"Feedback from teams and riders last year was excellent and this year we have three stages which together create a race right to the end; the final King of the Mountain points are barely six kilometres from the final finish line.”

In addition to the professional races, the Maserati Tour de Yorkshire Ride will give amateur cyclists the chance to ride many of the roads ridden by the pros in a newly designed sportive route, which will start and finish in Scarborough on Sunday 1 May.

The sportive route will follow parts of Stage 3 of the men's race whilst also taking in several alternative roads to allow for all 6000 participants to finish in their own time.

Stage One

Friday, April 29 2016: Beverley to Settle

Total stage length: 184km

2 x sprint points (Bubwith, Giggleswick)

1 x King of the Mountain (Greenhow Hill)

Total ascent: 1832m

The first stage will set off from Saturday Market in Beverley. The riders will parade around the town – which also played host to the race in 2015, then through North Bar before heading north west to the Official Start at Beverley Racecourse; Holme on the Wolds, Market Weighton (which also saw the race pass through in May 2015), and on westwards to a sprint point at Bubwith. From there, the peloton will race through North Duffield and west to Cawood – scene of Dick Turpin’s famous escape from York – and on to Tadcaster, famous for its breweries. After that, riders will visit Boston Spa, Wetherby, North Deighton and Knaresborough, home of the famous ‘spotty house’ from the Tourde France, decorated with the red spots of the King of the Mountains’ jersey. From there riders will travel to Ripley, home of the UK’s only Hotel du Ville rather than Town Hall, and on to Pateley Bridge where the first King of the Mountain will be won at Greenhow Hill. After that, it’s on to Grassington, then Threshfield and a return to some of the Tour de France roads, through Cracoe then Gargrave, the riders will then cross the finish line in Settle for the first time before a sprint at Giggleswick. They will complete a 12km loop back to the A65 and round to Settle town centre for an expected bunch finish in the town.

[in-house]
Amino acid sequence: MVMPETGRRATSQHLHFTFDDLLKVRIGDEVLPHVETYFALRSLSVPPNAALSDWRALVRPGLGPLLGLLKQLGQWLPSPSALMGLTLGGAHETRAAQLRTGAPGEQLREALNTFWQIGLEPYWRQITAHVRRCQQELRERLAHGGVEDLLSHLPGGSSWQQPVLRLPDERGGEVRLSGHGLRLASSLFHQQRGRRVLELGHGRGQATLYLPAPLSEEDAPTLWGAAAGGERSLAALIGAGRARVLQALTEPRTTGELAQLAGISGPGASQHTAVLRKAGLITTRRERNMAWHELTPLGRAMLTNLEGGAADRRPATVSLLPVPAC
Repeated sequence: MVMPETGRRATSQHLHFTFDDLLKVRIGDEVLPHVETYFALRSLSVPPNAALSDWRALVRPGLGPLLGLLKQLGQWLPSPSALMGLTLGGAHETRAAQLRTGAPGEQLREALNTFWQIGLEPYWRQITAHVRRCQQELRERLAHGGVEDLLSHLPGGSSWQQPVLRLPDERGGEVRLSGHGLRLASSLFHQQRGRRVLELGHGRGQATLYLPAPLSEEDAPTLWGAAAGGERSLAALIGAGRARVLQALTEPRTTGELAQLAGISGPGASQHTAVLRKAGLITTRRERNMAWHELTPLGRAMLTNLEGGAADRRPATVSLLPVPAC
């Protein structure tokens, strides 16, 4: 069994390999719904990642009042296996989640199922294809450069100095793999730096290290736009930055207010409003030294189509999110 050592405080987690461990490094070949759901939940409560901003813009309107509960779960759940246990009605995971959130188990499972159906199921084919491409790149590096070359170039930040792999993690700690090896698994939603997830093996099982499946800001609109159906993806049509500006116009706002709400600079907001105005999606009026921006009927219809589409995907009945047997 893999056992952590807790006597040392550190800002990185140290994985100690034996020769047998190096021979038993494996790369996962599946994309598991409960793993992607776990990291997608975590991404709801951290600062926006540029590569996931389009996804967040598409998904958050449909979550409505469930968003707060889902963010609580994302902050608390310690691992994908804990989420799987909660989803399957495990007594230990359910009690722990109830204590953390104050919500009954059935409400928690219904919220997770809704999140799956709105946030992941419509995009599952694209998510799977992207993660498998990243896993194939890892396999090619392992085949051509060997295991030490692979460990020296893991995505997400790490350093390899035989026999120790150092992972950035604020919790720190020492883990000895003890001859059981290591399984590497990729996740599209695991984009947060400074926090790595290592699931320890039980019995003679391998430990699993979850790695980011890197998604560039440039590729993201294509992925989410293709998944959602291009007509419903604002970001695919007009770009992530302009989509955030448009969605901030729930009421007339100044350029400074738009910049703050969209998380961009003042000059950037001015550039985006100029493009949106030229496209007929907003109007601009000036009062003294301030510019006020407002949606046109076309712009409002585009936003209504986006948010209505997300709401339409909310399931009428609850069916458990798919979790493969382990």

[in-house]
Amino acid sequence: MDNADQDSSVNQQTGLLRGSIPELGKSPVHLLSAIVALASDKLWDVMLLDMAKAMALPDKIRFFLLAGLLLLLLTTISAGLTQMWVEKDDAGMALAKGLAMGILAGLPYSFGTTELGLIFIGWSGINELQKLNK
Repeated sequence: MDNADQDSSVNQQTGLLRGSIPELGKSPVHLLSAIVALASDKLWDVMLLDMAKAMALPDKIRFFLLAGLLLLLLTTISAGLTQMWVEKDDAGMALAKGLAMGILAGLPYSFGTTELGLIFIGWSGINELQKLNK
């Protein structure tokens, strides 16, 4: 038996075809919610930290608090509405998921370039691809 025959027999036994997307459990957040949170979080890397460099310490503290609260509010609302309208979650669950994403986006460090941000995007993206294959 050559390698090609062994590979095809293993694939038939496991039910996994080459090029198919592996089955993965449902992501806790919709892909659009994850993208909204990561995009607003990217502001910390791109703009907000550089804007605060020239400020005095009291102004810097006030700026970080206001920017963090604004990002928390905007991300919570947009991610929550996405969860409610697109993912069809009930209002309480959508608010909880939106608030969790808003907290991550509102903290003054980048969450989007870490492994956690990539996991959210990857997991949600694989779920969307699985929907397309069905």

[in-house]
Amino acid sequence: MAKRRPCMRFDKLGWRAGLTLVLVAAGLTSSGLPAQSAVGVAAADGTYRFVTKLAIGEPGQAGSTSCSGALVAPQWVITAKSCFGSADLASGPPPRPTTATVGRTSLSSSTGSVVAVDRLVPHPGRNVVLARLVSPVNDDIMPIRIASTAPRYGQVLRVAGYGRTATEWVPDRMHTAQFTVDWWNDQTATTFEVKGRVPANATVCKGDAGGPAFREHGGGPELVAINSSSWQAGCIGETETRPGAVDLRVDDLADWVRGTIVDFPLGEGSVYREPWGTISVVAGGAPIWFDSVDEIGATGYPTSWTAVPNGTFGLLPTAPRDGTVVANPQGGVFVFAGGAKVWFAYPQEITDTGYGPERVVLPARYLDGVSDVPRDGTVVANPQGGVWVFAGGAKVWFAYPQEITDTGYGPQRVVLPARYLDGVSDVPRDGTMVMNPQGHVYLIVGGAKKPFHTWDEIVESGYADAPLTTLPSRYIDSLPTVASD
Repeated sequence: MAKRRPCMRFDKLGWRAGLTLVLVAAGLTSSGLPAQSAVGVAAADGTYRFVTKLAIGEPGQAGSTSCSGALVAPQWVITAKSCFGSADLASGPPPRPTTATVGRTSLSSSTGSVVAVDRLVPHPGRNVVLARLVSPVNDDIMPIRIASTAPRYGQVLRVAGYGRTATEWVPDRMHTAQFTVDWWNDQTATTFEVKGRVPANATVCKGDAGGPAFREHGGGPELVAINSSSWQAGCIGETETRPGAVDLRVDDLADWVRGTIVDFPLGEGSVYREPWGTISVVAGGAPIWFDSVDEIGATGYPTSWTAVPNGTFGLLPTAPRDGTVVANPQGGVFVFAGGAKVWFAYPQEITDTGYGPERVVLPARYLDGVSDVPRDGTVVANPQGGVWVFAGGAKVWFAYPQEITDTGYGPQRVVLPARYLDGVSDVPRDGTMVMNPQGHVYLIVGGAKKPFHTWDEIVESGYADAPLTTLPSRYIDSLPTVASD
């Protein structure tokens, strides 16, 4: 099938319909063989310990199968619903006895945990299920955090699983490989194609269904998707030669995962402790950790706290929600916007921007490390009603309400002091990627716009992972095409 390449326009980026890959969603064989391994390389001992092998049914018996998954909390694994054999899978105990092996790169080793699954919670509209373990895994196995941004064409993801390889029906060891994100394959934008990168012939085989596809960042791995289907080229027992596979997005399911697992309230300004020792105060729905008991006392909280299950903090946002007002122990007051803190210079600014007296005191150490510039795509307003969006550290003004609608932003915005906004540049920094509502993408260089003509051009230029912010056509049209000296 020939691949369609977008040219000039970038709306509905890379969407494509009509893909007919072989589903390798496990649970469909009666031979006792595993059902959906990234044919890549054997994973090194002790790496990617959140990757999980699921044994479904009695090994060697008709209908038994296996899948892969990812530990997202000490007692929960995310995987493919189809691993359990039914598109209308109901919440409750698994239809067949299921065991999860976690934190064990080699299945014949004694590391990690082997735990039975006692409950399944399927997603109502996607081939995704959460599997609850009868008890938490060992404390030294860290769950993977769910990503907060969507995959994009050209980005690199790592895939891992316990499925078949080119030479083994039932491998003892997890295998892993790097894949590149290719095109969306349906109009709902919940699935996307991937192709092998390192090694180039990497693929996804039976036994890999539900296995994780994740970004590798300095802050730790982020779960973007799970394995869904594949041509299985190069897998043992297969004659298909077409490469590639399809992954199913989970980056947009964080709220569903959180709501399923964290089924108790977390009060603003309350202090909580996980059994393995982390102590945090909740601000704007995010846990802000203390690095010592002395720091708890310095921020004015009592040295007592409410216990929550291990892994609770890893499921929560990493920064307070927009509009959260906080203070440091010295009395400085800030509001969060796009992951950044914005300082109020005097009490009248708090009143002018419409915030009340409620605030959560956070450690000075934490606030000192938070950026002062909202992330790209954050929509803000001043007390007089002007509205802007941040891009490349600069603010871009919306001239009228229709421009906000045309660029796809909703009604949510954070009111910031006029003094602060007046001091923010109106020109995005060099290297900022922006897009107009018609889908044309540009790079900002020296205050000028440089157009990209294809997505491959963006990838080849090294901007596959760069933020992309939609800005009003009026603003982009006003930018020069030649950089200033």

Stage Two

Stage 2: Saturday, April 30, 2016: Otley to Doncaster

Total stage length: 135.5km

Same route for men and women

2 x sprint points (Scholes, Warmsworth)

3 x King/ Queen of the Mountain (Harewood Bank, East Rigton, Conisbrough Castle)

Total ascent: 1110m

The women’s race will be held on exactly the same route as the men’s race. The women’s race will start in the morning and the men’s race will begin in the early afternoon.